The Hunger Games: What Would Jesus Do?
Most of you know exactly what I’m talking about when I ask what you think of The Hunger Games. Granted, if you haven’t read the books or seen the movie you might be tempted to scoot to the next article. But wait! This is too good an opportunity to pass up.
In fact, The Hunger Games provides all kinds of opportunities for thinking, caring people to reach out, to engage with fans of the books, the movie or both. And that’s a lot of people! Supposedly, the first Hunger Games trailer (launched November 14) was viewed 8 million times within the first 24 hours. And the number of copies of the book sold since that trailer was released? Would you believe 7.5 million? Maybe you’re like me, cynical about the hype and thinking it’s got to be a little, exaggerated but even if it is, The Hunger Games is a mega hit. The number of people reading the books and seeing the movie is enough to make a significantly sized city population. On a personal level, people I know and care about have been riveted by the three-part story by Suzanne Collins. What about you?
This isn’t an advertisement for the book or movie, or even a review pro or con. I’m just sending up an alert for the opportunity to do what Jesus did: use the buzz—whatever people are currently talking about—to draw attention to the truth. Jews for Jesus has always valued that principle as part of what it means to be on the creative and cutting edge of communications. The Hunger Games provides a great example of how that can work—the plot is like a highway with plenty of “exits” pointing to spiritual issues.
The “Games” are a savage throwback to the days of the gladiators, made even more terrible by all kinds of high-tech twists. In the epitome of cruelty, selected teens are pitted against one another in a fight to the death from which only one will survive. The heroine, Katniss, offers herself as a substitute when her younger sister is chosen to participate. She is willing to die so that her sister can live. Sound familiar? Without drawing too close a parallel to the gospel, how easy is it to ask a fan of this story how realistic he or she thinks it is for someone to offer to die in the place of a loved one? How far a leap is it to mention that some of us have staked our lives on the belief that someone not only would, but did, do that for us?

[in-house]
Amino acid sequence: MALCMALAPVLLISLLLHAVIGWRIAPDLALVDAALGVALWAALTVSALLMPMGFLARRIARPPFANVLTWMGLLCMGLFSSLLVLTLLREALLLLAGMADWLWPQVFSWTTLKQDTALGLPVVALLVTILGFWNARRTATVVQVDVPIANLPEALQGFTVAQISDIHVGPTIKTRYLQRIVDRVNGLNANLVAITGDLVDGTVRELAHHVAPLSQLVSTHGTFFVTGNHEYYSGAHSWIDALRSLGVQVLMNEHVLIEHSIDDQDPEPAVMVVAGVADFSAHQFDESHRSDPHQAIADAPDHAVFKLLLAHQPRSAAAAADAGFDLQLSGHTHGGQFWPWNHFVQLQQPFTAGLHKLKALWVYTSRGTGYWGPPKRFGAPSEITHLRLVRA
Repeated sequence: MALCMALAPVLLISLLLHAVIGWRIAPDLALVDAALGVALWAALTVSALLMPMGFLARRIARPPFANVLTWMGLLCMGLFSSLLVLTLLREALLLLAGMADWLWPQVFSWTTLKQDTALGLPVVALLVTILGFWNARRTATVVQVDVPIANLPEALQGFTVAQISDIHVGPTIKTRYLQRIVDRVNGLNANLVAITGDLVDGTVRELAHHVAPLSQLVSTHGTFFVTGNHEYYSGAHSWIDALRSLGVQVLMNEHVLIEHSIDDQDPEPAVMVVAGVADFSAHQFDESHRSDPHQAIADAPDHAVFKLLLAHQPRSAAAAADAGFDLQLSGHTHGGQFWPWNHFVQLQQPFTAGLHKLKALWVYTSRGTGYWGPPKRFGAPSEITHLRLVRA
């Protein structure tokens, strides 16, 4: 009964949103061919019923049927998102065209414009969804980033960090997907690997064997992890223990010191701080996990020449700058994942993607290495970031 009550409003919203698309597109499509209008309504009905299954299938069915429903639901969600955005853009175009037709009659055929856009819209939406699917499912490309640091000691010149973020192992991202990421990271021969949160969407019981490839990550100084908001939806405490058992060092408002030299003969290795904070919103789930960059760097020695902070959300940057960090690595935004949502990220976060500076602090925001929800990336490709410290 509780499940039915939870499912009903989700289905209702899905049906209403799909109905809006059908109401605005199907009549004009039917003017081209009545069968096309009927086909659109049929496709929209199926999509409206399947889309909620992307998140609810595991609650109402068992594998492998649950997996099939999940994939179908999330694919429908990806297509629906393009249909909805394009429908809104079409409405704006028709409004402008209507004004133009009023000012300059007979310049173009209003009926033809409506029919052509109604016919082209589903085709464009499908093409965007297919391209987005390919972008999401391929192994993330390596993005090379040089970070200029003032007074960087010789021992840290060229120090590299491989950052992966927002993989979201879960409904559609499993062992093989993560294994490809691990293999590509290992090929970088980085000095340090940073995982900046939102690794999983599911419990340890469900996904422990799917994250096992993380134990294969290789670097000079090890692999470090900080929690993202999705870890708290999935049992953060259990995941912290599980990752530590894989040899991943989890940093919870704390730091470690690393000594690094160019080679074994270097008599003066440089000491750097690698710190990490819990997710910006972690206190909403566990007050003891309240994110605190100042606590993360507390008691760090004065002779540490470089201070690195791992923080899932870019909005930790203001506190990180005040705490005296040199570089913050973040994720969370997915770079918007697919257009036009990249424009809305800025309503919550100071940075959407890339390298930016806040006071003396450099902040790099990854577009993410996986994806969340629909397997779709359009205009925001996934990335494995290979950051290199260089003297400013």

The Hunger Games is a love story on a few different levels; the storyline makes it pretty easy to drop a few tidbits about what it really means to love or be loved, and the kind of sacrifice that love can inspire. But love is not only shown in the sacrifices it inspires the various characters to make… it is shown as a power that can actually beat the “game” or the “system”— which is to beat death itself.
I’m not suggesting that the entire plot is a parallel to the gospel, just that it contains numerous possibilities and talking points. Even the fact that in real life people are entertained by the story can become a point of discussion. In the book, we see how evil it is to view people killing one another as entertainment. What makes those who read the books or watch the movie different from those spectators in the story? The fact that we know the book/movie isn’t real does not adequately answer the question. If the books and movie are simply consumed as entertainment, we’re not much better than the fictional characters who find the Hunger Games so riveting. What can make reading or watching the story a redemptive experience is to understand the themes. Including recognition of the evil in human hearts. Those of us who have been delivered from that evil (sin) should have a passion to see others delivered—because though the story is fictional, the evil it portrays is very real.